The friendly faces making a difference

Member of the Trust exec team, nursing staff, League of Friends BVH and Blue Skies Hospitals Fund view the site
Member of the Trust exec team, nursing staff, League of Friends BVH and Blue Skies Hospitals Fund view the site
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We all need friends. Particularly in hospital. But they don’t always have to take the form of the friends and relatives who visit us.

They may be the people wheeling the afternoon trolleys laden with small treats through the wards of Blackpool Victoria Hospital. It’s all part of the bigger picture for the little league which makes such a huge difference to the quality of life for local hospital patients.

The influence of one committed group of community fund raisers can be felt in and around all our local hospitals.

Larry O’Hara, 76, is set to stand down as chairman of the League of Friends - but not before he’s first found a worthy successor to step into his shoes.

It’s a tall order with many local charities clamouring for trustees with the expertise to help them knit together gaping holes in society’s safety nets.

Chairman Larry leads the league which raises money to buy items on a shopping list provided by medics and nurses and other health care professionals.

We’re not talking loose change for a few extra toys in the children’s unit - although that happens too - but the actual building of the unit in the first place.

When Larry took over as treasurer 13 years ago - under now life president Tony Cole’s chairmanship - the league had five branches on the Fylde coast.

“They were all engaged and involved and produced between £30k-£80k a year. Most of this came from fund raising events but it became fairly evident to me that we needed to reach other funding sources - particularly as so many members were of my generation and few come through to take their place.”

Larry set about targeting legacies. “We’re down to two branches today, South Shore and Poulton and Over Wyre. But legacies offer substantial chunks of money. We send out 100 letters every couple of years to will makers and solicitors.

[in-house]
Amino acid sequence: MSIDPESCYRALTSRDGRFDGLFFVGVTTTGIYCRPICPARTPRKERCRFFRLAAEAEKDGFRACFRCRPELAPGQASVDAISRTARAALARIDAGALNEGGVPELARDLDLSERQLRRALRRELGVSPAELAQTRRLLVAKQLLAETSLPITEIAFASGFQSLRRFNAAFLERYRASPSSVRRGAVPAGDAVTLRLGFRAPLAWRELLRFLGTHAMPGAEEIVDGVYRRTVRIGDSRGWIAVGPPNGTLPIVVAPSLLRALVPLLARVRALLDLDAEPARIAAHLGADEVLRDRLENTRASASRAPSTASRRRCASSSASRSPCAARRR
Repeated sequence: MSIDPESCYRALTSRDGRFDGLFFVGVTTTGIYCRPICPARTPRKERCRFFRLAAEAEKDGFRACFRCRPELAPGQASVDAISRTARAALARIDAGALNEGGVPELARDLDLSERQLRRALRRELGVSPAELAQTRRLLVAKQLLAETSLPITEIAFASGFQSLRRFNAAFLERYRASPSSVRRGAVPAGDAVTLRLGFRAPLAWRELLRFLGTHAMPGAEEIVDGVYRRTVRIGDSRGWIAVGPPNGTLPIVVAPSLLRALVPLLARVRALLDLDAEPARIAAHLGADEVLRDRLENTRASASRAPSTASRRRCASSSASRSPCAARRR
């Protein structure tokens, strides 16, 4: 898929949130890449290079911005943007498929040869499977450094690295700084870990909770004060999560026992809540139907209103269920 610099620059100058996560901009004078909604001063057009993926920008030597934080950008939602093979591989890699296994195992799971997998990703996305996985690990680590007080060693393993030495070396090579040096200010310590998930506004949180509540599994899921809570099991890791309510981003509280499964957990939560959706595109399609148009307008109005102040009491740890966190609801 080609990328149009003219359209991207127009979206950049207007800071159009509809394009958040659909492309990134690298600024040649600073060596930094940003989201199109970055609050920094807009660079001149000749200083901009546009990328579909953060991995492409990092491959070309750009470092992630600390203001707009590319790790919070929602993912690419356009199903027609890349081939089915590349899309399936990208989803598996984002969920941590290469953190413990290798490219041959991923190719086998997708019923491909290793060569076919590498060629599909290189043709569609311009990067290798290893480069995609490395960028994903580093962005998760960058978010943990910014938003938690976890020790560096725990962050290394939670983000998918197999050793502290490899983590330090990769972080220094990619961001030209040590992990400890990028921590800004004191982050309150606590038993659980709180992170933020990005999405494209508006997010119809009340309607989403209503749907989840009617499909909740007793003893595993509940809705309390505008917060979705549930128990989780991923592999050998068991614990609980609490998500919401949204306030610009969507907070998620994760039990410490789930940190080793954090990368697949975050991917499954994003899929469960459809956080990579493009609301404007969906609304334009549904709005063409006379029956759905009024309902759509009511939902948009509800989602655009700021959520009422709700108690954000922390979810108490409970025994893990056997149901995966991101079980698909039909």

“When I came in at the end of 1999 we were struggling towards our first million pounds. The league has been going for 34 years. Since then we have raised nearly £5m. It’s always gone up, even in recession. Last year we raised £1.8m for the children’s ward - thanks to a legacy from two local farmers.”

Next year cancer patients are set to benefit from a new oncology and haematology unit offering greater privacy and a more streamlined service at the Vic thanks to the NHS trust’s own Blue Skies Hospitals Fund - which donated £195,000 - and the League of Friends who donated £125,000. A further £21,373 donated by the Kay Kendall Leukaemia Fund will be spent on equipping the haematology day unit.

Kathy Ancell, head of fund raising at Blue Skies, says the donation was possible thanks to the “generosity and commitment” of fund raisers across the Fylde coast. But once again, for the League, it was a legacy that offered the lifeline. Larry explains: “It was down to a kind legacy from a Poulton lady called Doris Mitchell, who left her house to the League of Friends, realising £118,766.”

Larry recalls: “Five years ago a local chap left us every penny he had - including his very last pension cheque. We thought it a terrific gesture. It was as if someone had turned a light on and illuminated the work we had been doing and trusted us to use the money well. Legacies still come as a surprise.

“It was a legacy which enabled us to complete the work on the new children’s unit when the trust couldn’t afford to finish the build. We intended equipping the place but instead paid 60 per cent of the build cost - around £1.8m.

“We are using Mrs Mitchell’s money to fund about 35 per cent of the oncology and haematology day unit which will open in the new year.

“But you know the extraordinary thing? Solicitors tell us that very few beneficiaries tell them what happens when the money is handed over. They hardly ever hear a word. Yet it matters to the families. Most are extremely grateful when we provide the details.

“Yet this lady left a house to us. A house! Her solicitor and executors deserve to know what we did with the money realised.”

The League meets to discuss how to use the money to the best advantage.

“We get on really well with the medical staff at the hospital and talk to them to make sure it goes for the benefit of patients. We have a wish list from all the wards and departments in the hospital and go through them and work our way up on a priority basis.

“Our own volunteers pushing the trolleys in the afternoon are well placed to see what’s going to benefit patients - or where the money could be wasted.”

Topping the former gold miner’s own wish list is ... someone to take over his own role.

“Put a little time in and the rewards are immense. The best letters are from ward sisters who say what a change it has made to working, atmosphere, their patients. But don’t go in it looking for thanks.”

The League has just agreed to fund £54,240 of equipment on the hospital’s Christmas wish list.

These include portable weighing scales for the maternity unit, middle ear analysers for audiology, nerve conductive hardware for orthopaedics, facial nerve stimulator for theatres, bladder scanner for urology, forceps and scissors in obstetrics, and a bronchoscope for intensive care. or tweet her @jacquimorley